Breaking the taboo of death


Now, more than ever death has become a topic of daily conversation, affecting people in every country, of every ethnicity, age and gender in a way not really experienced before. Despite this, the taboo around discussing death remains. Many still find it hard to approach the subject and, in some cases, simply refuse to.

Lost for Words

Last month, in collaboration with photographer Rankin, Royal London launched a digital exhibition called Lost for Words aimed to inspire an open conversation about death, grief and how to be more prepared for it. After all, how else can we better prepare those close to us unless we talk about what might happen when we die and in turn make the necessary arrangements to ease the emotional, practical and financial stresses that can follow death.

Lost for Words brings together household names such as Gloria Hunniford, Jeff Brazier and Stuart and Doreen Lawrence, as well as members of the general public, in sharing their personal stories of bereavement and breaks the silence around death. It demonstrates how nobody is immune to loss and encourages us not to shy away from talking about it.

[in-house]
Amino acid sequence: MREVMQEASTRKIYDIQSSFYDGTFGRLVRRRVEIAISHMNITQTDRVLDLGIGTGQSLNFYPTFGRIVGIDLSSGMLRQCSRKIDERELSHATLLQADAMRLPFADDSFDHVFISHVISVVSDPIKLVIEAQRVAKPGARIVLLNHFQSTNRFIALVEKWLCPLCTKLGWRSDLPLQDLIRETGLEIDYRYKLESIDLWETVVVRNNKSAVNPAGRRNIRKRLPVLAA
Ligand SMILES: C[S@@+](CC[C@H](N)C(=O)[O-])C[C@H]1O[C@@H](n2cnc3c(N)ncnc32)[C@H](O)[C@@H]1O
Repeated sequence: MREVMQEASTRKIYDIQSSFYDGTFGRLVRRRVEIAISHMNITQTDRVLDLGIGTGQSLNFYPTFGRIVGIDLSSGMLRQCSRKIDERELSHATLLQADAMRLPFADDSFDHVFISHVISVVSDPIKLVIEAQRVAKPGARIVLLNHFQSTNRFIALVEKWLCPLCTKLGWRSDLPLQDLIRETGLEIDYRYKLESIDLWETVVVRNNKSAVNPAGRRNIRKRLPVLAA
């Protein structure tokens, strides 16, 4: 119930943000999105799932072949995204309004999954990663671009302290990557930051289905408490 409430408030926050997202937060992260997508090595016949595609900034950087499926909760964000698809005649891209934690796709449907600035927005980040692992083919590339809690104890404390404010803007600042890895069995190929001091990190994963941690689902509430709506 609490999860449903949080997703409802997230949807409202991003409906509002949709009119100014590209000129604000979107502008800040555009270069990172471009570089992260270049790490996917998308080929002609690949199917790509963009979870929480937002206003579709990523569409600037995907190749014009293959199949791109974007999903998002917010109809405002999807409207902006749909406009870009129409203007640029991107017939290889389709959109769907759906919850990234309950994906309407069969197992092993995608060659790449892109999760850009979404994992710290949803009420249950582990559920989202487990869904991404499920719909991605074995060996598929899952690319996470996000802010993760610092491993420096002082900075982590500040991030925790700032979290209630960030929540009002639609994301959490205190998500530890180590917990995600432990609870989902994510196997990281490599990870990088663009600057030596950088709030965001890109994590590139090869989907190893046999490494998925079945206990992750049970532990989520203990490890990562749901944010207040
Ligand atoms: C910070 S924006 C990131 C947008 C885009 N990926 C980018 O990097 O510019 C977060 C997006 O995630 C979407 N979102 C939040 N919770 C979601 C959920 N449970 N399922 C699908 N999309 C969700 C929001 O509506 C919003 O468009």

Planning for the future

Currently, it is estimated that over 50% of UK adults do not have a valid Will in place and that many may have unknowingly made their Will void by getting married. This is because marriage automatically revokes a previous Will. Further figures suggest that 60% of parents do not have a Will so important decisions, such as appointing guardians for their infant children, are being overlooked.

You can see the full Lost for Words exhibition film featuring everyone who came together to voice their experiences of death, here

More information

Our solicitors in our private client department are all experienced and comfortable discussing Wills and planning for end of life and will put you at ease from the start. To discuss this contact them now by filling in the contact us form on this page, emailing or calling 01708 229444.

This article was written by Emma Thorpe, Associate in the Private Client Team at Pinney Talfourd LLP Solicitors. The contents of this article are for the purposes of general awareness only. They do not purport to constitute legal or professional advice. Specific legal advice should be taken on each individual matter. This article is based on the law as of December 2020.


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